Water cannons, a coveted ham and staying clothed
The origins of La Tomatina are somewhat blurred, but it is said to have been a strong tradition in the town of Bunol since the mid-1940s. Suggested origins include everything from a food fight among friends to a joke played on a bad musician to the attack of a city councilman by disgruntled townsfolk. Being a festival just for fun, it was actually banned during the Spanish State period for having no significance until it was resurrected in the 1970s. Due to La Tomatina’s immense popularity, peaking at over 50,000 participants in 2012, the town has imposed a 20,000-person capacity and ticketed entry to the celebrations. La Tomatina takes place during the week-long Bunol Festival.
The tomato fight itself runs for exactly one hour, with the first event kicking off around 10am or 11am. More tomatoes than you have ever seen before are delivered to Plaza de Pueblo (the town centre) and the festival doesn’t begin until a courageous soul collects a ham, which sits on top of a two storey-high, lathered-up wooden pole (called Palo Jabon). Sometimes this doesn’t happen and the firing of water cannons signals the beginning of the hour. Then, chaos ensues and you are on your own with your tomatoes until the cannon fires once more to signal the end of the food fight. There are rules, like squishing your tomatoes before throwing them to reduce impact and not ripping anyone else’s clothing, but be warned - they are not always followed.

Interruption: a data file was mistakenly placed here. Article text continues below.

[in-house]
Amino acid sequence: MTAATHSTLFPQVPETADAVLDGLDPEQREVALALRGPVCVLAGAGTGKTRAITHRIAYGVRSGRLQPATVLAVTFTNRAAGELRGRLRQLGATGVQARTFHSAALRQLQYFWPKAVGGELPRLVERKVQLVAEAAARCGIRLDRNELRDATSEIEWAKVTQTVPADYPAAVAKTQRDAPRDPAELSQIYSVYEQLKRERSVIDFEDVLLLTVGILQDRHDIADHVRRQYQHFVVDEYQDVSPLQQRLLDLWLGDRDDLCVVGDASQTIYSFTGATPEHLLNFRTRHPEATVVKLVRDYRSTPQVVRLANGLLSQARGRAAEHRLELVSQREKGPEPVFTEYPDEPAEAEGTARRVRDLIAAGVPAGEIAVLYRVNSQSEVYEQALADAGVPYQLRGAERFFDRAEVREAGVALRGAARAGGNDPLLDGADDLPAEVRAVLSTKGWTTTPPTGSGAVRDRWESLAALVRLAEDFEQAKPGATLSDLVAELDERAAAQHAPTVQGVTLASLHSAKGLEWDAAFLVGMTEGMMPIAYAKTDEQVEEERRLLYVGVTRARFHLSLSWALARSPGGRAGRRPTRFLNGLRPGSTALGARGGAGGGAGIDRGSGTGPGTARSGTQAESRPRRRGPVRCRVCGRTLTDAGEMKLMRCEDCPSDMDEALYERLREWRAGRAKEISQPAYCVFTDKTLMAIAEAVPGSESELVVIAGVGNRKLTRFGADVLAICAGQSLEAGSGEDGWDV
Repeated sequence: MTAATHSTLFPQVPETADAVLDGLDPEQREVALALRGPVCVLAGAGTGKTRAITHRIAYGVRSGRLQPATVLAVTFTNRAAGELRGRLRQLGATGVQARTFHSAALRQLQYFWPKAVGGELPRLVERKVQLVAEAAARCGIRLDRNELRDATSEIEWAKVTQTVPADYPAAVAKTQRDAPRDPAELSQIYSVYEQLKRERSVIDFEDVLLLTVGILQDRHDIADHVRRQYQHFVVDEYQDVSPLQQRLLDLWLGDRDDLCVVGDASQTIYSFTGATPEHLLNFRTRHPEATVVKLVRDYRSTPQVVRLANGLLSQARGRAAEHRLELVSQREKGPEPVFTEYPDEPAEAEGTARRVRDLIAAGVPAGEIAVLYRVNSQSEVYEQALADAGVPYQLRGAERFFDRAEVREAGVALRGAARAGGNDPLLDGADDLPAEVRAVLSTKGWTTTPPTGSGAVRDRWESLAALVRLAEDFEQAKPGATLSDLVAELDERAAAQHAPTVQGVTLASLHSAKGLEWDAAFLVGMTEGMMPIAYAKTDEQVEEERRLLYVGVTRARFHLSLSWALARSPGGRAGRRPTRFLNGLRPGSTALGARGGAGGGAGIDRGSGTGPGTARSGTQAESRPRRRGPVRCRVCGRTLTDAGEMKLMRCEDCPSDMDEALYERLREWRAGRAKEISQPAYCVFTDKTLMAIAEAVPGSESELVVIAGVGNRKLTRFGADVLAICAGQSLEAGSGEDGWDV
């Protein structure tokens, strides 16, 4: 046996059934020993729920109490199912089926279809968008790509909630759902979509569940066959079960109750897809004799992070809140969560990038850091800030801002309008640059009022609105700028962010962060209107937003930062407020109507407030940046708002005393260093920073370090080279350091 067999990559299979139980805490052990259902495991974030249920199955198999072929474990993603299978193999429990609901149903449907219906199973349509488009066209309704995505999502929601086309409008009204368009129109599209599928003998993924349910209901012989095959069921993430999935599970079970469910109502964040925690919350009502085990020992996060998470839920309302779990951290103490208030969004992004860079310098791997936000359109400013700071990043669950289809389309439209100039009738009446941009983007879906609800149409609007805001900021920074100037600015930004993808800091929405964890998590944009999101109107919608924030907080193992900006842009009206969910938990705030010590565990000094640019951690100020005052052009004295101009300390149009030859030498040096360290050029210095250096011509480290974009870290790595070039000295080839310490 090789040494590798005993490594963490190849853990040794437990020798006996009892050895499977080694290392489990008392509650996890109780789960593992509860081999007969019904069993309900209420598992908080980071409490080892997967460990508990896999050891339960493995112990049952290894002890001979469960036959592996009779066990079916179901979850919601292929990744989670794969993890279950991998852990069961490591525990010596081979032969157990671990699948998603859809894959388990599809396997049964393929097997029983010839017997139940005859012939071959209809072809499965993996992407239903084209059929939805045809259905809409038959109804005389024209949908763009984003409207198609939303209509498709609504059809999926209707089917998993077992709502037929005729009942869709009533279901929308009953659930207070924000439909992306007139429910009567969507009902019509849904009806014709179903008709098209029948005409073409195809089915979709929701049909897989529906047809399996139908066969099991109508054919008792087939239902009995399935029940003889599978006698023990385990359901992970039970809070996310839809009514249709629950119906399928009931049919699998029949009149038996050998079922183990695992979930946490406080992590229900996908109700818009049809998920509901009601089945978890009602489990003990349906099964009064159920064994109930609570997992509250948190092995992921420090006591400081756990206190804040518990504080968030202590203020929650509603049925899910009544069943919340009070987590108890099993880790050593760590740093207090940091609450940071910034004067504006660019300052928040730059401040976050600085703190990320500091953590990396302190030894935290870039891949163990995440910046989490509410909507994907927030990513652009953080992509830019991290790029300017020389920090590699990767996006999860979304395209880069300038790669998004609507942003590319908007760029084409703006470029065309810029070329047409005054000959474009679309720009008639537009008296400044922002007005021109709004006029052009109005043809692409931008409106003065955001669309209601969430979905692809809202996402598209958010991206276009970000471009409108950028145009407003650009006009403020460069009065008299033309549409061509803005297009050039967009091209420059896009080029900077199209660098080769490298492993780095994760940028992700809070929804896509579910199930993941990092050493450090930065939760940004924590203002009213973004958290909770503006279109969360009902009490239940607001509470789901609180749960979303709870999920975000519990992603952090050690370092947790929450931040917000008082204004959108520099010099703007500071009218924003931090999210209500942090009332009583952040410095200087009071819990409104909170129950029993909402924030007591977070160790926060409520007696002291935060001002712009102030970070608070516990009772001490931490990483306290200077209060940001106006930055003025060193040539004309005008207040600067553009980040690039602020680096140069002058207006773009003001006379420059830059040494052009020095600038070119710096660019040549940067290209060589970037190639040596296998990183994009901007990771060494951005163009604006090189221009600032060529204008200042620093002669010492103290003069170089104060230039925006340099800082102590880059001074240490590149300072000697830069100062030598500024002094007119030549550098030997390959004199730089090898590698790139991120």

When is it?
Tips and tricks
La Tomatina is a popular festival, so it’s best to book your accommodation and ticket in advance – or book a tour that will cover this plus some meals and other activities.
Bunol itself is a small town and many revellers opt to stay in nearby Valencia.
Bunol is accessible by bus or train during La Tomatina, which will get you close to Plaza de Pueblo where the food fight is held.
Your clothes and shoes are going to get dirty at best and, at worst, torn off even though it’s against the rules to rip other people’s clothing – don’t wear anything you don’t mind ruining. Thongs are also a big no-no.
Waterproof cameras are safest if you plan on snapping the action between throws.
Sunglasses might fall off, but there’s always goggles to protect your eyes. Alternatively, keep your shirt tucked in to save a dry patch for wiping.
Other things to do
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